I looked around. Everyone had a look of pity on their faces.

“As a matter of fact, I did,” I burst out. I couldn’t keep to myself anymore. “I even saw everything. I was sitting on the tree just outside your bedroom window witnessing the crime.”

It was for the first time that evening that the room fell completely silent. Every eye was fixed on me now. I don’t know what was going through their minds but I am sure they had not heard or even seen a cat talk before. It was no less of a shock I suppose from the look on their faces.

“Yes, I can talk,” I said. I felt amused by the scenario.

Mr. Appin was on his feet now. He looked pale. I then turned to the chief inspector and said, “Sir, may I speak with your permission?” He only nodded. I think he was floored by my manners. But the nod was my cue to begin.

“Mr. Appin is not entirely telling the truth. Today, when everybody was frolicking here downstairs, I noticed that Mr. Appin was nowhere to be seen in this elegant crowd. This was all the more strange because just the day before I had heard him say to himself that he considered himself very lucky to be a part of this exclusive gathering. In the evening I went for a stroll in the garden. There, chasing around after a squirrel, I climbed up on the tree outside Lady Blemly’s bedroom window. The squirrel was gone but I saw Mr. Appin holding the necklace with great care. At first I was sure that he meant to steal it. But then I saw him putting it back in the jewelry box. That’s when Lady Blemly’s youngest nephew Nathaniel entered the room. They started talking which, I am sorry, I cannot repeat as some parts of the conversation are inappropriate to use in front of the women. In my understanding, Nathaniel and Mr. Appin had planned the theft together.  But Mr. Appin’s conscience must have stopped him. This probably had bothered Nathaniel because a moment later, he assaulted Mr. Appin who hit his head on the table and lay there out cold. As for Nathaniel, he is absconding with the necklace. Come to think of it, Mr. Appin is not entirely lying either.”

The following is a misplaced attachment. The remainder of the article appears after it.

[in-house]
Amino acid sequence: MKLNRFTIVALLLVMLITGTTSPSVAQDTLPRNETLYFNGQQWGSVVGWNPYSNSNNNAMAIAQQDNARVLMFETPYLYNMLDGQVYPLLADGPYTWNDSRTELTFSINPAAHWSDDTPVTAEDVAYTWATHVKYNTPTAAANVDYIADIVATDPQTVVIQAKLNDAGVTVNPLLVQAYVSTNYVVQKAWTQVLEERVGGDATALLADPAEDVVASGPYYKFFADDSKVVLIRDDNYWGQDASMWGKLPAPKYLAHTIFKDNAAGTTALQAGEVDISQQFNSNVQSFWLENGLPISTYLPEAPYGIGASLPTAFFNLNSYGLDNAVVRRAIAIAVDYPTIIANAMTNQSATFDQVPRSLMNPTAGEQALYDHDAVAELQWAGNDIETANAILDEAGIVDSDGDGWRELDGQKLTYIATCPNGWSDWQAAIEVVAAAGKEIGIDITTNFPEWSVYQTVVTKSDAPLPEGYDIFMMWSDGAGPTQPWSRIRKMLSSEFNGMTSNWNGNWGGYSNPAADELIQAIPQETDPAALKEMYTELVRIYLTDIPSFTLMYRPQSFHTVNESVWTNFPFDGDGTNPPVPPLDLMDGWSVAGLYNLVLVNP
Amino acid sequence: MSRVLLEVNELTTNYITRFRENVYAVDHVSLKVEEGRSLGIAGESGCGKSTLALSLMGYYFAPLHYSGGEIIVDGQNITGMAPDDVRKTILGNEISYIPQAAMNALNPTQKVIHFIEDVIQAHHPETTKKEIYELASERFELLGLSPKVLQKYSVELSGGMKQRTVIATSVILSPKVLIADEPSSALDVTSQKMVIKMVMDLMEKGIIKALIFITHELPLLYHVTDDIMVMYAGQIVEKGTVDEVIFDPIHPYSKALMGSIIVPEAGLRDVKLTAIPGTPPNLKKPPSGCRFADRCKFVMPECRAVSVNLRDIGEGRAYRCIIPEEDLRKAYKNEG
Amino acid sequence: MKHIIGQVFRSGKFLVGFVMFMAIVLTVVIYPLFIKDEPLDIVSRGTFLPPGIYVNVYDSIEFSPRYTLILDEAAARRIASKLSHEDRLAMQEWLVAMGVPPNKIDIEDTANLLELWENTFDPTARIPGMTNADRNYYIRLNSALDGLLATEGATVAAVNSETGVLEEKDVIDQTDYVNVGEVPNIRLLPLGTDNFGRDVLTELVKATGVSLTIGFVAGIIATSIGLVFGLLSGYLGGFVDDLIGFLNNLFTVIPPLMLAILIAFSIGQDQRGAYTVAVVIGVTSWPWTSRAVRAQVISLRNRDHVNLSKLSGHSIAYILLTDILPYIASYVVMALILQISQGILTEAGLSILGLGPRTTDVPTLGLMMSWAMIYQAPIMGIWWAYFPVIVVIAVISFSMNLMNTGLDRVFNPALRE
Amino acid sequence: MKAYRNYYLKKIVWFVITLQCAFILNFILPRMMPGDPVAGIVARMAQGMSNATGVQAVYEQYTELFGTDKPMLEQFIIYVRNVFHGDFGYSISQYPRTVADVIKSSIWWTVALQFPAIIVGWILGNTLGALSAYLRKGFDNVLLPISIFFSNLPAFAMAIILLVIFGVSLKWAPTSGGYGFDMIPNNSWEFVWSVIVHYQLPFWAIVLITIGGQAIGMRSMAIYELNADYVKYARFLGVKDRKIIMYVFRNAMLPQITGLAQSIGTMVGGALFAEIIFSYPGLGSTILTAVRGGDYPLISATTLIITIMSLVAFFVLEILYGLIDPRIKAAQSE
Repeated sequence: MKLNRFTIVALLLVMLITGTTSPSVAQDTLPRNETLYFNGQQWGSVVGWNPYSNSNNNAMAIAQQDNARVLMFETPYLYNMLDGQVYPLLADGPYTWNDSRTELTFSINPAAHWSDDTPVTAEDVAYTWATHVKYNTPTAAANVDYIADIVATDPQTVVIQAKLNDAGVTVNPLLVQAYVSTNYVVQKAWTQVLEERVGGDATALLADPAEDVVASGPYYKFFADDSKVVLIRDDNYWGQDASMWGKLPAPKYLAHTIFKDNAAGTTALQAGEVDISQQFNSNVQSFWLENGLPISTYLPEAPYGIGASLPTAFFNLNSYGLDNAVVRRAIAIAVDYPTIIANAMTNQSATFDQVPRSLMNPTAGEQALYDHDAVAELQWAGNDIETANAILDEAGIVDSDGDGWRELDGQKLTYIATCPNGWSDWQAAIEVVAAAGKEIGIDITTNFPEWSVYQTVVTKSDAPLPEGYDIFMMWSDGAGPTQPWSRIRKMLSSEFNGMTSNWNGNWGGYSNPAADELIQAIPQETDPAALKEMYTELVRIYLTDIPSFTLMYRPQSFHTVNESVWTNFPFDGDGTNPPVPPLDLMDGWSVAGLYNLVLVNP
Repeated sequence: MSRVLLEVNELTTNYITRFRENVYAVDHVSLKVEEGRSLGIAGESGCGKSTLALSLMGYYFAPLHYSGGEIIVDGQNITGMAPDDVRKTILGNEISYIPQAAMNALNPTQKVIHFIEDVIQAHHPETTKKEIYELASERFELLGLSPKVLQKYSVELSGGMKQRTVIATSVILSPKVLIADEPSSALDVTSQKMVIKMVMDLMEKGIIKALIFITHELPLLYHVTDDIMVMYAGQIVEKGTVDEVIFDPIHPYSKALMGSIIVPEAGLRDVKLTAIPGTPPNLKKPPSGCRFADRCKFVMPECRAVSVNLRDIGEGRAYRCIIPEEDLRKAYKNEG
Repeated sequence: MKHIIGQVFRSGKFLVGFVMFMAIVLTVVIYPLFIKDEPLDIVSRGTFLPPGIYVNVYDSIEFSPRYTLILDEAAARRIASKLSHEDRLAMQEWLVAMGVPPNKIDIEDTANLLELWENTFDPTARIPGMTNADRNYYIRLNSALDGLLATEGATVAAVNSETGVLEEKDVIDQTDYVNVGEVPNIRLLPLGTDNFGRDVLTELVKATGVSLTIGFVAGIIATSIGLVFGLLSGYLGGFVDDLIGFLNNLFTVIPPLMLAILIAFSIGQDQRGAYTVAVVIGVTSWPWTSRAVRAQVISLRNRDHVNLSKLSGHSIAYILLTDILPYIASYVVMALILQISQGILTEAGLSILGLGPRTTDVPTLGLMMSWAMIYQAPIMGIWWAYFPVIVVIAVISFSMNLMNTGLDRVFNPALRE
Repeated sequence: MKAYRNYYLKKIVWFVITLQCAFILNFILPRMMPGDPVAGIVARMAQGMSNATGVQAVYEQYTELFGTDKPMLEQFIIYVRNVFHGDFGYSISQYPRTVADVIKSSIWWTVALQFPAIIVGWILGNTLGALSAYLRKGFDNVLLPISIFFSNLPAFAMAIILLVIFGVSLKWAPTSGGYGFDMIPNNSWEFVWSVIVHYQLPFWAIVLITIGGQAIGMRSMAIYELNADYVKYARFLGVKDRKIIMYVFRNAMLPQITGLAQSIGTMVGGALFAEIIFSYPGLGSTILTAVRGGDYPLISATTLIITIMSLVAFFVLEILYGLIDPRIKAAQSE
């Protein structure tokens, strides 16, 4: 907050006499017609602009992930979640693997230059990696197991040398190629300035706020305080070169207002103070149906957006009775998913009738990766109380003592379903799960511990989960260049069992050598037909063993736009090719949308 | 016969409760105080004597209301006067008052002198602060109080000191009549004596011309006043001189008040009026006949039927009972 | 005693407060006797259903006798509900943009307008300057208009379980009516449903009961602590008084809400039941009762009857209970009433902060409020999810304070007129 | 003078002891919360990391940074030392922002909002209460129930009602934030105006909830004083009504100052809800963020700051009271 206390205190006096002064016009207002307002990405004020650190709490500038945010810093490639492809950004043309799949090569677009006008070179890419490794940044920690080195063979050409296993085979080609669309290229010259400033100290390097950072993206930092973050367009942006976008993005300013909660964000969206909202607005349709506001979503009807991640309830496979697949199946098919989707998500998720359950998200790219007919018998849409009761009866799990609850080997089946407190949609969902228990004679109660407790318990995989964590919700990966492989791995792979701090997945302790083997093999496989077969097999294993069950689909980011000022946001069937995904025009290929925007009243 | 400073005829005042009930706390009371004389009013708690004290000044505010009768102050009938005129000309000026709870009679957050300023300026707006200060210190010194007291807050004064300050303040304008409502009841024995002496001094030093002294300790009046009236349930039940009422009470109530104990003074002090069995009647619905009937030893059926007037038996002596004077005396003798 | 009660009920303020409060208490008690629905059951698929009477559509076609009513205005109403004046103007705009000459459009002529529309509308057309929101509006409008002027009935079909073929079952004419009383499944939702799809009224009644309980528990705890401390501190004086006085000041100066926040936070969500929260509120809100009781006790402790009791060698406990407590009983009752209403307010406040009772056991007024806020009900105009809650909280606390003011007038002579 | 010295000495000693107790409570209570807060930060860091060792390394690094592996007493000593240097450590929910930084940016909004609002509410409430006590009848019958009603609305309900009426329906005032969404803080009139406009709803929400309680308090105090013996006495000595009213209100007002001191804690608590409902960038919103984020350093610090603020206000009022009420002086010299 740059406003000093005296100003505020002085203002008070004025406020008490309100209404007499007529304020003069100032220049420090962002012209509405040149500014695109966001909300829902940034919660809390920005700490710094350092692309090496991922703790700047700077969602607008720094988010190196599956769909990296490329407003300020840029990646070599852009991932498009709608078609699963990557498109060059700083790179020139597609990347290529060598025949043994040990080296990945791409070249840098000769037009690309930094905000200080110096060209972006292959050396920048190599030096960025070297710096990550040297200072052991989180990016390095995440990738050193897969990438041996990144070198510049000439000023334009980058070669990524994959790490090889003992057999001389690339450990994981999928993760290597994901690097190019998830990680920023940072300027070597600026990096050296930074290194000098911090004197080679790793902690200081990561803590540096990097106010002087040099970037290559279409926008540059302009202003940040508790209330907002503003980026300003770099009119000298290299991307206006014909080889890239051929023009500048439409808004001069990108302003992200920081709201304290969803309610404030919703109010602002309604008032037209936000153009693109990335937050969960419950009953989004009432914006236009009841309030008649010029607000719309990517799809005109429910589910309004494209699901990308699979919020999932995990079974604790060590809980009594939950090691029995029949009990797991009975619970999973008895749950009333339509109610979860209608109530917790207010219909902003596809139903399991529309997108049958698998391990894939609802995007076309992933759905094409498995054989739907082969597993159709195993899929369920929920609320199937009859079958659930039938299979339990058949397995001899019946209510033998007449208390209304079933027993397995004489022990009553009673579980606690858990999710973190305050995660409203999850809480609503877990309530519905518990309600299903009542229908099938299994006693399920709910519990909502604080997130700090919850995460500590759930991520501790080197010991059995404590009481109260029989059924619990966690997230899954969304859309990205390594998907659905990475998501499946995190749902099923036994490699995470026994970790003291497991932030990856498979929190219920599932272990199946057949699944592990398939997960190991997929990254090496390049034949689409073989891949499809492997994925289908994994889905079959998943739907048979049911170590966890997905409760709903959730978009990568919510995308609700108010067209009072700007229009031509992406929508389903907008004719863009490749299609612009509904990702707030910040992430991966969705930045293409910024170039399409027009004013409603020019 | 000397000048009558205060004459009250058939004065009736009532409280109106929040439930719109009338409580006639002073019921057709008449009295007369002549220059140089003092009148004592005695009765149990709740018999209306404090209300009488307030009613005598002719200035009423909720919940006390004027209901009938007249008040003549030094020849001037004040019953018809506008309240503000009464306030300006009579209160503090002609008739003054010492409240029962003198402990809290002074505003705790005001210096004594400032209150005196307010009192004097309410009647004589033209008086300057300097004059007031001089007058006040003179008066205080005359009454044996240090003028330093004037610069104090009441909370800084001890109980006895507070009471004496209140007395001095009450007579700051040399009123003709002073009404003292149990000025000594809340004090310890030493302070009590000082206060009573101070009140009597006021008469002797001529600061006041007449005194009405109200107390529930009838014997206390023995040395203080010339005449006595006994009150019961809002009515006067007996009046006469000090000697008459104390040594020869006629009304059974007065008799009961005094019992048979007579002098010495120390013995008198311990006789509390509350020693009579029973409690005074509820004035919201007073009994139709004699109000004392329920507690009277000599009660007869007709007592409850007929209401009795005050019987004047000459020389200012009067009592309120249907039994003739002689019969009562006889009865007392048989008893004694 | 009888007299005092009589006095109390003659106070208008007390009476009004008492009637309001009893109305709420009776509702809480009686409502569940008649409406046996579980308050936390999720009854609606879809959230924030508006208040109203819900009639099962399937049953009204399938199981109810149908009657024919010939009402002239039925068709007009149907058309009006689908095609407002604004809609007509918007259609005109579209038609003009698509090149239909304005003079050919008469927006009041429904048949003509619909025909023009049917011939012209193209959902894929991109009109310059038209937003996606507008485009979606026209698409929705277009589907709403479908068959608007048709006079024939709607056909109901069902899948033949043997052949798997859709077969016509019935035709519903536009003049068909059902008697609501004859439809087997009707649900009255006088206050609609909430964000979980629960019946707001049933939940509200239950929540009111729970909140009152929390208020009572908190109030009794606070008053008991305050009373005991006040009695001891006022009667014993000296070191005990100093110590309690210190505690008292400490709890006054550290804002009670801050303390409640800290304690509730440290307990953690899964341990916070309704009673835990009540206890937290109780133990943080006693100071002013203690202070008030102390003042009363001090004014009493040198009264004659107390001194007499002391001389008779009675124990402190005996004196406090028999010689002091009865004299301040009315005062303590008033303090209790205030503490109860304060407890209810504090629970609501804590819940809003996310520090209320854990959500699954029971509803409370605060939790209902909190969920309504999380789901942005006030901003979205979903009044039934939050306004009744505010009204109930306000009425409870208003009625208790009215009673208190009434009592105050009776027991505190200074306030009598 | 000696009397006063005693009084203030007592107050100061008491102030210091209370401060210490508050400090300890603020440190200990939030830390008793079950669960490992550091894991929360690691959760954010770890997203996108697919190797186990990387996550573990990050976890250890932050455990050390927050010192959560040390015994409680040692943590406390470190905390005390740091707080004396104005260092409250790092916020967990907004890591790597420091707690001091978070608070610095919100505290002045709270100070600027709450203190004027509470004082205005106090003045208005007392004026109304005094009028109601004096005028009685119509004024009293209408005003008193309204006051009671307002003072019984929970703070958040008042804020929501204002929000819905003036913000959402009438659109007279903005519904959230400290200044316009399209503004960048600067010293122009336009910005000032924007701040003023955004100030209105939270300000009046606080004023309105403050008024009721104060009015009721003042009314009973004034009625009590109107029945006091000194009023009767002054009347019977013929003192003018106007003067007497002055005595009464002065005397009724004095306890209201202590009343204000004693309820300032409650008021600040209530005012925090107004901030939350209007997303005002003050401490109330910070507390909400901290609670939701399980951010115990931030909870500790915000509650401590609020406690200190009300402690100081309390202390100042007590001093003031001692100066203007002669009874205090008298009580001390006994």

The chief inspector took a deep breath. He let it out as a whistle and said, “I understand the seriousness of the situation. But what I’m more curious about is how on earth can you speak?”

“I taught him to,” Mr. Appin said proudly. “I have mastered the procedure to teach animals human speech and Tobermory, he is undeniably an intelligent cat.”

“Well, the cat has spoken,” said the chief inspector finding his authoritative voice back. “Justice shall be done.”

Dear reader, what happened after that, as they say it, is history but Lady Blemly not only got her necklace back but also what her heart desired. Her house party indeed became the most memorable event of the year.

Based on the short story ‘Tobermory’ written by Saki


English: British Longhair Black Silver Shaded ...
(Photo credit: Wikipedia)